Posted August 31, 2013 by josephwouk
After days of deliberations, US president updates public on his thinking ahead of widely anticipated strike at the Assad regime for its use of chemical weapons
US President Barack Obama has spoken in the White House Rose Garden to update the public about his decisions on how to proceed regarding Syria. The key message: He’s made up his mind to strike at the Assad regime, but will seek authorization from Congress.
Hello every one. How are we doing? No war, no military action, business as usual in Syria – I mean, every one is getting his daily poisoned gas doze – no coalition and no president of the US.
But its ok, brothers. We thought he might run. Obama is who he is. Lets talk about us, what we – W E – can do in this situation. There is nobody to trust, there is nobody who will have our back.
The Iranian issue should be dealt with a long time ago. Its not Syria who is fighting in Syria, its Iran fighting in Syria. Its not Hezbollah fighting in Lebanon, its the Shiite Division Arm Corp of Iran, fighting in Lebanon and Syria. And now, Obama is getting – too late – the big picture: no military action can be taken in the middle east and hoping not meet the Iranians on the battlefield. Iran has its hands involved in everything in the region and this region is infested by them, entirely.
He who is fleeing from dealing with a certain war situation in time, will get that war in full face, later. That what has just happened. And no justification will save the situation for Obama. Not even running to the Congress.
Instant analysis: Obama has shown he doesn’t want to act
Israeli pundits’ immediate response is that Obama is taking a political chance, and could find himself defeated — David Cameron-style — in a Congressional vote.
Britain’s Sky news says “this wouldn’t have happened” were it not for Cameron’s defeat on a pro-strike vote in the House of Commons on Thursday. “He felt very isolated” and he’s been told by his military chiefs that so much could go wrong.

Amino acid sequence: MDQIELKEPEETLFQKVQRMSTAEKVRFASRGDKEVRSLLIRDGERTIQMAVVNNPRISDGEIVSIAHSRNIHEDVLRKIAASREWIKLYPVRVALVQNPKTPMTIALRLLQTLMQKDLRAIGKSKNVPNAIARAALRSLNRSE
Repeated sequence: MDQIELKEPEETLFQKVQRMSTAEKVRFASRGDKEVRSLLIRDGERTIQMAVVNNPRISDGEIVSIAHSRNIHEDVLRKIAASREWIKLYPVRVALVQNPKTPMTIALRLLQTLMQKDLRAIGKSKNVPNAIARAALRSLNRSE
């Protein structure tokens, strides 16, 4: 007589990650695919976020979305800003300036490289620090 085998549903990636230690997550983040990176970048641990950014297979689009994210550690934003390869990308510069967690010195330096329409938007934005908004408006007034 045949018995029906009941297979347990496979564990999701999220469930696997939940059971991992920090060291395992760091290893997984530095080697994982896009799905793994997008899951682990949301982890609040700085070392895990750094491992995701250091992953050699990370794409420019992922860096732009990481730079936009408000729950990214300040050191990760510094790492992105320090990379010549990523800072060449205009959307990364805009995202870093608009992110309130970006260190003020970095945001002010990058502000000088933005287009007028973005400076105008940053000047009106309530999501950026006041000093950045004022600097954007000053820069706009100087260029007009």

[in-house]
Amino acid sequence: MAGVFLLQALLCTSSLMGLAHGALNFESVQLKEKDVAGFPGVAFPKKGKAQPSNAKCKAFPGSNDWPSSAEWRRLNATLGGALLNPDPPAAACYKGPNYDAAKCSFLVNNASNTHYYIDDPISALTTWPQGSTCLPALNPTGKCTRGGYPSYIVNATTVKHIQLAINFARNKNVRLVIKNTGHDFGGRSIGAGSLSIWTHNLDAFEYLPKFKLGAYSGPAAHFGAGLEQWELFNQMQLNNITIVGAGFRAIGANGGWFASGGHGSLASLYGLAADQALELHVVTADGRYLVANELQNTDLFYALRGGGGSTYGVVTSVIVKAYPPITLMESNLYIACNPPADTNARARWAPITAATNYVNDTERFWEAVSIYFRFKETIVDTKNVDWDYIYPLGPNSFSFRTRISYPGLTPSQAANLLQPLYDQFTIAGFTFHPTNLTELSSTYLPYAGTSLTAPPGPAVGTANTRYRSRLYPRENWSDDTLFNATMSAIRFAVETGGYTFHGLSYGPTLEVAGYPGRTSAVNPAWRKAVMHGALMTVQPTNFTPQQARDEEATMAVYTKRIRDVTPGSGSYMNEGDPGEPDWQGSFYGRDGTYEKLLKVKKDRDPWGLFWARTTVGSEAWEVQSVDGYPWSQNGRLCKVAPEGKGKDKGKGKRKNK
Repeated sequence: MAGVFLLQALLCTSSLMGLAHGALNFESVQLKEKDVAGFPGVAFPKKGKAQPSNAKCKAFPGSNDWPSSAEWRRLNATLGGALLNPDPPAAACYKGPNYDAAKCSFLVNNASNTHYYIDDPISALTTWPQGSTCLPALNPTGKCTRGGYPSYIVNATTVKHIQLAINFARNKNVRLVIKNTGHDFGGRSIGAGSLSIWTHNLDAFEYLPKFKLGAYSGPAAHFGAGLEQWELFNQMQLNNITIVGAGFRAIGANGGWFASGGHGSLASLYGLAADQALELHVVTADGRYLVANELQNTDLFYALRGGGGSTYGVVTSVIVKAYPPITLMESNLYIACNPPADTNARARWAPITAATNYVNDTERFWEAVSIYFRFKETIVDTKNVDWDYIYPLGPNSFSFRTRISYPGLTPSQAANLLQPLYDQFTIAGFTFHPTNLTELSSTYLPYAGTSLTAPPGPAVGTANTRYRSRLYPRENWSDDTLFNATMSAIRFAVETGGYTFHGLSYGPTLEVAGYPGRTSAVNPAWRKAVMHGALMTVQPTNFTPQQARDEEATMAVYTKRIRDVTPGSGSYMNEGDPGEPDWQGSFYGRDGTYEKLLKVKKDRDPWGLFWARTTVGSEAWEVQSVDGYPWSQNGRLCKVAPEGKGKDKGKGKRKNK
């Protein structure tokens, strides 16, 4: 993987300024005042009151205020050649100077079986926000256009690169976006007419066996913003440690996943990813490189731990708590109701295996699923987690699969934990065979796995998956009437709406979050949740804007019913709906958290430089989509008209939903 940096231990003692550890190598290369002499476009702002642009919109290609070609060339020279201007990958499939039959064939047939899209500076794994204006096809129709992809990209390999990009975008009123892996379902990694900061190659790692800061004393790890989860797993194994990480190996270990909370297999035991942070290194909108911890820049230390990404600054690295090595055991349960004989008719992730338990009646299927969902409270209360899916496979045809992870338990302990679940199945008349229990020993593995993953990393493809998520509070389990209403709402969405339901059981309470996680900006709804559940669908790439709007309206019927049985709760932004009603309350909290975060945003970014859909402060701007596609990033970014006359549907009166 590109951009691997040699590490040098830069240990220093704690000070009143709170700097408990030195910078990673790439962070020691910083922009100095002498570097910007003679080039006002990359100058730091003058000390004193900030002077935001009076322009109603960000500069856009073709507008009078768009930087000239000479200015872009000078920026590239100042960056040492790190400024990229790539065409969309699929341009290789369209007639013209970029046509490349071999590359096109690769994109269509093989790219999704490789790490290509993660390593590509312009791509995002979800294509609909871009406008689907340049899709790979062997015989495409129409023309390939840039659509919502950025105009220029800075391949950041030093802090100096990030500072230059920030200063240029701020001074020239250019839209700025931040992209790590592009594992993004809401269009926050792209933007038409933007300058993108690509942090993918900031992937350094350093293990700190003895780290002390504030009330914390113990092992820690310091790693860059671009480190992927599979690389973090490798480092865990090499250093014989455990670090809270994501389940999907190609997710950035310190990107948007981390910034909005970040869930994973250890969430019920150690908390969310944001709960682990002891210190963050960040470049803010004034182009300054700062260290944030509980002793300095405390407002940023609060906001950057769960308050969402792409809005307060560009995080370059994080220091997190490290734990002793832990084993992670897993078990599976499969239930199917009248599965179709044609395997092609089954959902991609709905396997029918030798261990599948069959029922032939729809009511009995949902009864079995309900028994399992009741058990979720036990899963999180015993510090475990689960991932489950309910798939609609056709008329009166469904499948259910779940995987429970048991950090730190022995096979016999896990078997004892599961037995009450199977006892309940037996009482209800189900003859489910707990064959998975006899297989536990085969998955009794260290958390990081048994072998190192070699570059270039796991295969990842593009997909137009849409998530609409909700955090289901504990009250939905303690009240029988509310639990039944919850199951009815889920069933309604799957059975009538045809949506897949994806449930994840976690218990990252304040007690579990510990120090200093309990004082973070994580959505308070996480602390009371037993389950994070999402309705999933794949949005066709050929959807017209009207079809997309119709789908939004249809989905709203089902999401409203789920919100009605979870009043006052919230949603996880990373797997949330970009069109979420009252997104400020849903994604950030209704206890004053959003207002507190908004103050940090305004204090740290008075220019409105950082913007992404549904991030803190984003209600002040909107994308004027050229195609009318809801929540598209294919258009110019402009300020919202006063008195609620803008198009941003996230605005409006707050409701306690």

Certainly, now, there is no prospect of an attack in the next few days.
Arab affairs analyst Ehud Yaari says he’s basically asking Congress to help him down from the tree — that he’s shown he has no desire to strike.
‘We must not turn a blind eye to what happened in Damascus’
I don’t expect every nation to agree with the decision we have made, Obama says.
He says to the American people that he knows they are weary of war after Iraq and Afghanistan. He adds that the US can’t resolve the Syrian civil war. That’s why US troops won’t go there.
“But we are the United States of America. We cannot and must not turn a blind eye to what happened in Damascus.”
So he asks all members of Congress “to take this vote for our national security.” So put aside partisan politics. “It’s about who we are as a country.”
“Now is the time to show the world” that we uphold our commitments… that right makes might, not the other way around… We cannot turn away” from this massacre.
“I am ready to act in the face of this outrage,” he says, and urges Congress to show it is ready to do the same.
I don’t need US approval
The president says he is “comfortable” proceeding without UN approval.
He says he believes he has the authority to act without Congress’s okay, but believes in the strength of winning Congressional approval.
“I respect the views of those who call for caution,” he says. But “we must acknowledge the costs of doing nothing… What message will we send if a dictator can gas hundreds of children to death in plain sight, and pay no price.”
How will we stop others — governments that would build nuclear arms — he asks, if we do not follow through “on the values that define us.”
Obama: I will seek authorization from Congress
We have the necessary assets in the region, says Obama, and can strike whenever we choose.
“But having made my decision… based on what I am convinced are our national security interests,” Obama says he has made “a second decision” — to seek authorization from Congress.
In other words, the strike is several days off, at least.
Obama speaks of terrible images of the dead
He begins by restating the conviction that the Assad regime was behind the August 21 chemical weapons attack. “Well over 1,000 people were murdered.”
He calls attack an assault on human dignity, and a danger to national security.
“It endangers our friends… including Israel.”
“This menace must be confronted… The US should take military action against regime targets.”
Israeli TV speculation: Attack between tonight and Tuesday
Israel’s Channel 2 news speculates that the US will indeed attack, and that the strike will come between tonight and Tuesday night. It notes that, after that, President Obama is set to head to Sweden. (Incidentally, he’s scheduled to visit a synagogue in Stockholm for Rosh Hashana.)